Tonight Io, Ganymede and Callisto will be on the true-left side of Jupiter, and Europa will be on the true-right. Using a telescope it is likely that right/left will appear reversed, and that's why I said true-left and true right. In the telescope, the three moons will appear on the right with one on the left. Binoculars give a true view. The moons and Jupiter all appear approximately on a straight line from Earth's vantage point.

Tomorrow night (Thursday, Sept 30) is especially interesting because at 8:30 p.m. Ganymede and Callisto will be on the left, Io on the right, and Europa not visible because it will be behind Jupiter. However, around 9:50 p.m. Io will begin to disappear behind Jupiter (on the true-right side), and Ganymede will begin to reappear on the true-left side. By 10:30 Io will be gone, and Callisto, Ganymede and Europa will all be on the true-left side. For those who want to stay out late on Thursday night, by about 12:36 a.m. Friday morning, Io will reappear on the true-left, and therefore all four moons will be visible on the true-left side

As an added bonus... the planet Uranus is very close to Jupiter, and should be visible as well. On a dark night you can see both Jupiter and Uranus with your eyes alone, but probably not from Shoker because of the lights. If you do see Uranus with your eyes (without a telescope) you probably will not distinguish Uranus from a star. With a telescope Uranus will appear small, but will have an observable cyan (blue-green) color. If you can hold them steady, you might be able to distinguish Uranus with binoculars.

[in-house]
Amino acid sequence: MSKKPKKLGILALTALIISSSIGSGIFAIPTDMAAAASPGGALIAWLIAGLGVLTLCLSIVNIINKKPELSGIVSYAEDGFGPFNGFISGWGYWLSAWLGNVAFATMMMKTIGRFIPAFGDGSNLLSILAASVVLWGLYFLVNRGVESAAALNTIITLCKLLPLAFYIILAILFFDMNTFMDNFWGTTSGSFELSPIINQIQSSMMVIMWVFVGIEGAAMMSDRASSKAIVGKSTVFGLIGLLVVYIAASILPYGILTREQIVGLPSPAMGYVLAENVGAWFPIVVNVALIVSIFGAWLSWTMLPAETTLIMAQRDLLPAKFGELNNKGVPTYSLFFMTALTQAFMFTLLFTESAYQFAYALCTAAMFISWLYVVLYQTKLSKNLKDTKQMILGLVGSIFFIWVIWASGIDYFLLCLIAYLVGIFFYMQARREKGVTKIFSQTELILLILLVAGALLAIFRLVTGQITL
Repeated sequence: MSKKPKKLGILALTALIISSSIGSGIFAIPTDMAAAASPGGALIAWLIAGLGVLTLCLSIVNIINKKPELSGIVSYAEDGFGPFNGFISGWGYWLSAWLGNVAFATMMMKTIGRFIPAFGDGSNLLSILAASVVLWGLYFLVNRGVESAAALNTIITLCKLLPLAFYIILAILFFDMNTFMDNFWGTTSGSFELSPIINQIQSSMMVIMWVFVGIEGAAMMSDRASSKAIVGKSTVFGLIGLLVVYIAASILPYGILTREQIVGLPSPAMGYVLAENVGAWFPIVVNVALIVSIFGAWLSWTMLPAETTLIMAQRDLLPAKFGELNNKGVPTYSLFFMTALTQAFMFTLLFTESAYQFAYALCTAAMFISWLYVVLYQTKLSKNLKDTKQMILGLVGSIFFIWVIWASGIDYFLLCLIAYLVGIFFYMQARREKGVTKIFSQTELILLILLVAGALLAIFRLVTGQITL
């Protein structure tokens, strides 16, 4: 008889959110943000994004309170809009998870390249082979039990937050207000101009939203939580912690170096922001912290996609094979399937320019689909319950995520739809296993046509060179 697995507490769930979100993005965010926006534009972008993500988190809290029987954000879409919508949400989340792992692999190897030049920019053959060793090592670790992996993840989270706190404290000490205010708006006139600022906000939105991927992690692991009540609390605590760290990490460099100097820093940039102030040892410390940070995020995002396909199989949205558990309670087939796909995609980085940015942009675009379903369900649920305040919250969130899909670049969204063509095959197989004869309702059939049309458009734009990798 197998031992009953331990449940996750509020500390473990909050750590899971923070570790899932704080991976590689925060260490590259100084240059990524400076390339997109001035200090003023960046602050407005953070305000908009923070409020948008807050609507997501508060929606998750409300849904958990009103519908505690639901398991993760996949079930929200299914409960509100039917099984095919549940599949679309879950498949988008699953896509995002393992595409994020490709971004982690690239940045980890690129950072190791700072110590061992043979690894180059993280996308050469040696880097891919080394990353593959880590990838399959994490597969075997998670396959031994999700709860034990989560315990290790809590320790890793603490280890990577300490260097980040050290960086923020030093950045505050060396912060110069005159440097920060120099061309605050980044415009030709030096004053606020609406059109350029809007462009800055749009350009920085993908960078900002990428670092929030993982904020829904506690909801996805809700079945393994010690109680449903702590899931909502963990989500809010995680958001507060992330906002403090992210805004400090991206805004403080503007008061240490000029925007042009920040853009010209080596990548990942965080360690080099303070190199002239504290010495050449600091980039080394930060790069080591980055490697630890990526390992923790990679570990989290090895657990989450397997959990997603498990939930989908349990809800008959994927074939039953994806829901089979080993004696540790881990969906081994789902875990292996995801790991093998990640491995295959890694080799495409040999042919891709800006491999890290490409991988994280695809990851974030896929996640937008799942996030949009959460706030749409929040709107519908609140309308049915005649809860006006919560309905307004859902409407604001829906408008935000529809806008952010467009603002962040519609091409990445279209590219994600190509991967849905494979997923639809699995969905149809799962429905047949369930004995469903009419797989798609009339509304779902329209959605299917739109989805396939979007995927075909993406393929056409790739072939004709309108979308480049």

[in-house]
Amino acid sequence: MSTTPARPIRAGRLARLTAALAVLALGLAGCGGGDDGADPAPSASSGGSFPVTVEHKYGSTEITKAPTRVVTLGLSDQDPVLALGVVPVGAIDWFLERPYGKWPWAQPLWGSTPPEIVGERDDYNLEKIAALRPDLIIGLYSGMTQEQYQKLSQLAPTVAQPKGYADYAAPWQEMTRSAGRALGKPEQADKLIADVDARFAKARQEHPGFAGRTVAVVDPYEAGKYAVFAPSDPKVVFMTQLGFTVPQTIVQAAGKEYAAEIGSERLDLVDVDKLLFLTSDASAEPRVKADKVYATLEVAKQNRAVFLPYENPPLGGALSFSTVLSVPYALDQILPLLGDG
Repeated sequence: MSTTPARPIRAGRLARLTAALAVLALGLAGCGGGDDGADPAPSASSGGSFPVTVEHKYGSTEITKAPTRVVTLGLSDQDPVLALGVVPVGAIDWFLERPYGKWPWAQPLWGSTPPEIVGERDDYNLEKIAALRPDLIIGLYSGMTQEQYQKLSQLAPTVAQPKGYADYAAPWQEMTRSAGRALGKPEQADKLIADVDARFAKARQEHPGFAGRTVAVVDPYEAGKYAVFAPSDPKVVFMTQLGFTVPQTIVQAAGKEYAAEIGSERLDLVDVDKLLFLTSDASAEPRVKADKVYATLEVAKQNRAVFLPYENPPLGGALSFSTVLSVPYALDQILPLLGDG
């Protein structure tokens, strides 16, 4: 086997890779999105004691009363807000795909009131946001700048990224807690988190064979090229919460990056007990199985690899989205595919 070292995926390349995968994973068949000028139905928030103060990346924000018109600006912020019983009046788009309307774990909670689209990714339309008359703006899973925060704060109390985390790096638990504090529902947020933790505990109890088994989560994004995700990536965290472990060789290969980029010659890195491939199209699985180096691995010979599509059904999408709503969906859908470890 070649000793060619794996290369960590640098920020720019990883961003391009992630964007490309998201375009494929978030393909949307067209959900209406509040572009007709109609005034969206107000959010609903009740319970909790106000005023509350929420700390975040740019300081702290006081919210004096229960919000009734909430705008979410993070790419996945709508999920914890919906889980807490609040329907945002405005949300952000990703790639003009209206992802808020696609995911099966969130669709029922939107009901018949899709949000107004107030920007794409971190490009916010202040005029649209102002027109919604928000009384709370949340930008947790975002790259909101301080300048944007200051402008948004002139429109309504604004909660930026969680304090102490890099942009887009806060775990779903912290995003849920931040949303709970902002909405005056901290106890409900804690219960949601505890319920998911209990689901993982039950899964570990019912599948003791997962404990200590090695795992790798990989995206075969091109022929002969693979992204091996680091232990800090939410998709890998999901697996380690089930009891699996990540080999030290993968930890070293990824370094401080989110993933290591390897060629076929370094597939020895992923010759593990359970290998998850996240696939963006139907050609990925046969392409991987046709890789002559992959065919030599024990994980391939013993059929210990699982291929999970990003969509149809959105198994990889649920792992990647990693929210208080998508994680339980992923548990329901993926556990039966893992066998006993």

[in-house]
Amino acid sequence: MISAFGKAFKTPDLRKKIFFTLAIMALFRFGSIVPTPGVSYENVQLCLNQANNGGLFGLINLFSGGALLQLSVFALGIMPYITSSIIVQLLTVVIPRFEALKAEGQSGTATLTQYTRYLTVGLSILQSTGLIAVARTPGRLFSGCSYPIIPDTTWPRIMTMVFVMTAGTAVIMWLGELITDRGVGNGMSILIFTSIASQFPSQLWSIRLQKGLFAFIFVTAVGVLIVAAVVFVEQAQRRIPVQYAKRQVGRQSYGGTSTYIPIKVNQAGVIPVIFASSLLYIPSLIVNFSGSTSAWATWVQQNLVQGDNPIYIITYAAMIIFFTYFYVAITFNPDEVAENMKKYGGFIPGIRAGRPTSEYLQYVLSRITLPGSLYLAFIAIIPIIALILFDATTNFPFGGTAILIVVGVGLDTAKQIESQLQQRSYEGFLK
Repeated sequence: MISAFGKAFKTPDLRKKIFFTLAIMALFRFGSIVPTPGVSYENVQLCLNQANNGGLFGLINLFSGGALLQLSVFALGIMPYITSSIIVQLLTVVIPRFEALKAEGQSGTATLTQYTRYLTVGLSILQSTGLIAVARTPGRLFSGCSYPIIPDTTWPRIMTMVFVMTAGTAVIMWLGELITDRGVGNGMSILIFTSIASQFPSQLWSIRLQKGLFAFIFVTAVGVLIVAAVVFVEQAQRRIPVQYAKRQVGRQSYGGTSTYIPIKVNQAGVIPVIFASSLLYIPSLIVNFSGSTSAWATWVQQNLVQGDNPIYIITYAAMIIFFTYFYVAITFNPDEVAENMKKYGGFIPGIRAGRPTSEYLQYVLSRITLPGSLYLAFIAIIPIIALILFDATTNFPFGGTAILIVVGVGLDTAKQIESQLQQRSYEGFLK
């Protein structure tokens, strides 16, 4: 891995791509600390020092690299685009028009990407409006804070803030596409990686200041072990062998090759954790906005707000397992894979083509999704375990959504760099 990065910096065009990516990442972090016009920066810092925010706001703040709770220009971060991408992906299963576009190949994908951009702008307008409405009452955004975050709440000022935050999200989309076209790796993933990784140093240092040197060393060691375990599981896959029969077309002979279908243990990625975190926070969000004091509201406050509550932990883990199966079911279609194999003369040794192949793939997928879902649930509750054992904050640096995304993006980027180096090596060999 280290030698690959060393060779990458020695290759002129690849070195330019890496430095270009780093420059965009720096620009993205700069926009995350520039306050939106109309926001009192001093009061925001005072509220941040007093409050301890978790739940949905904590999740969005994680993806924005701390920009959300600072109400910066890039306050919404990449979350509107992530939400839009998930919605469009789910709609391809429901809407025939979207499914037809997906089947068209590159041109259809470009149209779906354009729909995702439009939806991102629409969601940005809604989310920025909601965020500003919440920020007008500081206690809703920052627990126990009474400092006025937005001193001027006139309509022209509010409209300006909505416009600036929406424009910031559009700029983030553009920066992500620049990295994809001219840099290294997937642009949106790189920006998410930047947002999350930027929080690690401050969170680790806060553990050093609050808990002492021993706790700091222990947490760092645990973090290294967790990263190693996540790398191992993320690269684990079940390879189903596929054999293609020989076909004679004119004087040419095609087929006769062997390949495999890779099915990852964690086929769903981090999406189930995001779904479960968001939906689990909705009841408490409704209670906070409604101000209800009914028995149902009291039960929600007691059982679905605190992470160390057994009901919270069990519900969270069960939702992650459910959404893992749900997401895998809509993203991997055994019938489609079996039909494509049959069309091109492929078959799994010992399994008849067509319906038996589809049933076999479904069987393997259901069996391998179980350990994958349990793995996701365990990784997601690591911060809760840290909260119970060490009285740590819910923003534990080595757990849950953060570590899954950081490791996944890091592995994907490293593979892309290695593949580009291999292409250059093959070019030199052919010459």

For the next few nights, Uranus is only 1.30 degrees away from Jupiter. If Jupiter is at the center of a clock face, Uranus will be in the 10:00 position at 8:30 p.m., and in the 11:00 position by about 10:30 p.m.. The field-of-view (FOV) for typical binoculars is about 7 degrees, so Uranus and Jupiter are well within the same FOV with binoculars, that is, you can see them at the same time. The FOV for most small telescopes is about one degree, so Uranus will be just outside the FOV if Jupiter is inside the FOV. You only have to move the scope a tiny bit left and up to get to Uranus once you have found Jupiter. Remember, you are looking for something star-like, but through binoculars or a telescope it will not be as small of a point as a star, and it will have a pale cyan color.

For reference the width of your little finger, held arm's length, is about one-degree. Therefore, once you have found Jupiter, hold your left little finger at arm's length, and tilted toward 1:00 on a clock-face, and put Jupiter just visible on the right side of your finger, and Uranus should be roughly just on the left side of your finger.

For those of you too far away to come to Shoker... At 8:30 p.m. tonight, Jupiter will be in the low slightly-south-of-east sky, about 16-degrees above the horizon. By 10 p.m. it will be in the east-south-east, about 30-degrees above the horizon. By 11 p.m. it will be in the south-east about 40-degrees above the horizon. The moon will rise in the east at 11: p.m. but will not be high enough to see over trees until about 11:30 p.m.

Wednesday, September 22, 2010

Real men wear pink

2008 Dig for the Cure volleyball match
A few years back a new shirt showed up in the wash during my son’s Thanksgiving break. For a time, it was his absolute favorite shirt. Bright pink it was - inscribed with the words “Honk for Healthy Hooters.”